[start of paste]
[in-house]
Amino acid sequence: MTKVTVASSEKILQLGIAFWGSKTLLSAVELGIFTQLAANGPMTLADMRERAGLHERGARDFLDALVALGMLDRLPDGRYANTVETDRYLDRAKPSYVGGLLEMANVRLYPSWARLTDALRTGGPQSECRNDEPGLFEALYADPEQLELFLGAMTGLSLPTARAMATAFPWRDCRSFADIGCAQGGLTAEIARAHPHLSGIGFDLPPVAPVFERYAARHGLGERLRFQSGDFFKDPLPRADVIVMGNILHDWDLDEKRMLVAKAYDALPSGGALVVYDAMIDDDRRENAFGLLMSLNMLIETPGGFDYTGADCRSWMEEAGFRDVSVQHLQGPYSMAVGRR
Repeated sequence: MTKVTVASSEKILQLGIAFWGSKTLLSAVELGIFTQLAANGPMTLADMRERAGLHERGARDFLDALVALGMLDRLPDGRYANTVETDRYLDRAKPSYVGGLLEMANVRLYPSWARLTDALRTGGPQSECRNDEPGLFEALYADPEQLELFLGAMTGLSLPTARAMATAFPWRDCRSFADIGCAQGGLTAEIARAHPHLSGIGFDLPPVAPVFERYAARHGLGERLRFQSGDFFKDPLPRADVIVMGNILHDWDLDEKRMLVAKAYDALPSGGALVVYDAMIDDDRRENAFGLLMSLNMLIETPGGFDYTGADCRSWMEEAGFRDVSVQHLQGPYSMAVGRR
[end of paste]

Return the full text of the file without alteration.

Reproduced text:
[in-house]
Amino acid sequence: MTKVTVASSEKILQLGIAFWGSKTLLSAVELGIFTQLAANGPMTLADMRERAGLHERGARDFLDALVALGMLDRLPDGRYANTVETDRYLDRAKPSYVGGLLEMANVRLYPSWARLTDALRTGGPQSECRNDEPGLFEALYADPEQLELFLGAMTGLSLPTARAMATAFPWRDCRSFADIGCAQGGLTAEIARAHPHLSGIGFDLPPVAPVFERYAARHGLGERLRFQSGDFFKDPLPRADVIVMGNILHDWDLDEKRMLVAKAYDALPSGGALVVYDAMIDDDRRENAFGLLMSLNMLIETPGGFDYTGADCRSWMEEAGFRDVSVQHLQGPYSMAVGRR
Repeated sequence: MTKVTVASSEKILQLGIAFWGSKTLLSAVELGIFTQLAANGPMTLADMRERAGLHERGARDFLDALVALGMLDRLPDGRYANTVETDRYLDRAKPSYVGGLLEMANVRLYPSWARLTDALRTGGPQSECRNDEPGLFEALYADPEQLELFLGAMTGLSLPTARAMATAFPWRDCRSFADIGCAQGGLTAEIARAHPHLSGIGFDLPPVAPVFERYAARHGLGERLRFQSGDFFKDPLPRADVIVMGNILHDWDLDEKRMLVAKAYDALPSGGALVVYDAMIDDDRRENAFGLLMSLNMLIETPGGFDYTGADCRSWMEEAGFRDVSVQHLQGPYSMAVGRR